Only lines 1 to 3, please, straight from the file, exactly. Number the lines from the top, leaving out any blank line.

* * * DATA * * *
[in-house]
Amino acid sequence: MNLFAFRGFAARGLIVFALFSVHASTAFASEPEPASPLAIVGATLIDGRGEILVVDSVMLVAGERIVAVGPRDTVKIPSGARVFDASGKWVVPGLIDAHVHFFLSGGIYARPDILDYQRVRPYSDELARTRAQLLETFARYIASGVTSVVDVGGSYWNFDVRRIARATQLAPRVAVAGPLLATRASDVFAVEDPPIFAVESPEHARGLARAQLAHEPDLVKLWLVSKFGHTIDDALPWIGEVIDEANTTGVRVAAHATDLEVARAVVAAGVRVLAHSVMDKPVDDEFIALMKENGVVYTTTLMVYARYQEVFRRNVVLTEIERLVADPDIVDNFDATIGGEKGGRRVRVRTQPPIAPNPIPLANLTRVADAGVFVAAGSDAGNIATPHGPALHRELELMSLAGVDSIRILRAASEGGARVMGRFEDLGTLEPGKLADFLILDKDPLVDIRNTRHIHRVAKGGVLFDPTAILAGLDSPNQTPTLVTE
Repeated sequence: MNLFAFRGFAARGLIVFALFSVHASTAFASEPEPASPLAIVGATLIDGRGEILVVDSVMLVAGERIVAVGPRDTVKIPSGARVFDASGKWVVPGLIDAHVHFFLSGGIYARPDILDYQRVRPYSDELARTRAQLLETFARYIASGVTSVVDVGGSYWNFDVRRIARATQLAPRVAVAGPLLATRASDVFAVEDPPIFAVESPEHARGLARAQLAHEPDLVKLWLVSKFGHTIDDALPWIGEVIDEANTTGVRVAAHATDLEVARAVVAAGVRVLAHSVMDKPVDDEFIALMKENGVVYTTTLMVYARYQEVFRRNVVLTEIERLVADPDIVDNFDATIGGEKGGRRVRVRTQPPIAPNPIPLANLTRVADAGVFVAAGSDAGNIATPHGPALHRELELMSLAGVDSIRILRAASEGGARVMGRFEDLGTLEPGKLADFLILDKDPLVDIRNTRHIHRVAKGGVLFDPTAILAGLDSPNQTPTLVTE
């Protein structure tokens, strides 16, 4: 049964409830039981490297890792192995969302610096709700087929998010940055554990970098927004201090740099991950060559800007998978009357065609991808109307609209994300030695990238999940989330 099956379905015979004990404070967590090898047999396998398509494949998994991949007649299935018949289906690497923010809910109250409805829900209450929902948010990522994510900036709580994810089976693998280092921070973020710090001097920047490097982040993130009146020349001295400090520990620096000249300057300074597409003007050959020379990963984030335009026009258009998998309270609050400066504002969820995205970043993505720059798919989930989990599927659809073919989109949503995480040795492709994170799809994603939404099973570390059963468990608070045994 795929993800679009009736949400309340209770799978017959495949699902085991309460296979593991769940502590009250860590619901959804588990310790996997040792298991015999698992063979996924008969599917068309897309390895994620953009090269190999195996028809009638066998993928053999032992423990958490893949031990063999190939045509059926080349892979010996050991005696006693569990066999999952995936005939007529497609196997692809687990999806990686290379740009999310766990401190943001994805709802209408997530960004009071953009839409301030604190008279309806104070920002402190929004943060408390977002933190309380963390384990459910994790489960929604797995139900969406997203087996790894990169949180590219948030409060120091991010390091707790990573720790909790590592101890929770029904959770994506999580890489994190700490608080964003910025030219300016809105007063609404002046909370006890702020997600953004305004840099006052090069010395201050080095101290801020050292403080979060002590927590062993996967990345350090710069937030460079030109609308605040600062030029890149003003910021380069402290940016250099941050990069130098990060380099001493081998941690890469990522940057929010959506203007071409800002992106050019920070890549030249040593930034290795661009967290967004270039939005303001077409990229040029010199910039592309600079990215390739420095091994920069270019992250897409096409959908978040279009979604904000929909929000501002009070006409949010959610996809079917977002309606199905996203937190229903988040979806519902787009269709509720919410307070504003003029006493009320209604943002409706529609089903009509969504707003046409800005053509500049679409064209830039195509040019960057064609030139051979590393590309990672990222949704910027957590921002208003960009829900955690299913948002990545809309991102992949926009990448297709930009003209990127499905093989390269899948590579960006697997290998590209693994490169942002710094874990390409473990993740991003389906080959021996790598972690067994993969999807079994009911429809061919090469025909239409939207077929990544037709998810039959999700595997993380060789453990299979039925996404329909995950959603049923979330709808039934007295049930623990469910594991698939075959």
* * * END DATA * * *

[in-house]
Amino acid sequence: MNLFAFRGFAARGLIVFALFSVHASTAFASEPEPASPLAIVGATLIDGRGEILVVDSVMLVAGERIVAVGPRDTVKIPSGARVFDASGKWVVPGLIDAHVHFFLSGGIYARPDILDYQRVRPYSDELARTRAQLLETFARYIASGVTSVVDVGGSYWNFDVRRIARATQLAPRVAVAGPLLATRASDVFAVEDPPIFAVESPEHARGLARAQLAHEPDLVKLWLVSKFGHTIDDALPWIGEVIDEANTTGVRVAAHATDLEVARAVVAAGVRVLAHSVMDKPVDDEFIALMKENGVVYTTTLMVYARYQEVFRRNVVLTEIERLVADPDIVDNFDATIGGEKGGRRVRVRTQPPIAPNPIPLANLTRVADAGVFVAAGSDAGNIATPHGPALHRELELMSLAGVDSIRILRAASEGGARVMGRFEDLGTLEPGKLADFLILDKDPLVDIRNTRHIHRVAKGGVLFDPTAILAGLDSPNQTPTLVTE
Repeated sequence: MNLFAFRGFAARGLIVFALFSVHASTAFASEPEPASPLAIVGATLIDGRGEILVVDSVMLVAGERIVAVGPRDTVKIPSGARVFDASGKWVVPGLIDAHVHFFLSGGIYARPDILDYQRVRPYSDELARTRAQLLETFARYIASGVTSVVDVGGSYWNFDVRRIARATQLAPRVAVAGPLLATRASDVFAVEDPPIFAVESPEHARGLARAQLAHEPDLVKLWLVSKFGHTIDDALPWIGEVIDEANTTGVRVAAHATDLEVARAVVAAGVRVLAHSVMDKPVDDEFIALMKENGVVYTTTLMVYARYQEVFRRNVVLTEIERLVADPDIVDNFDATIGGEKGGRRVRVRTQPPIAPNPIPLANLTRVADAGVFVAAGSDAGNIATPHGPALHRELELMSLAGVDSIRILRAASEGGARVMGRFEDLGTLEPGKLADFLILDKDPLVDIRNTRHIHRVAKGGVLFDPTAILAGLDSPNQTPTLVTE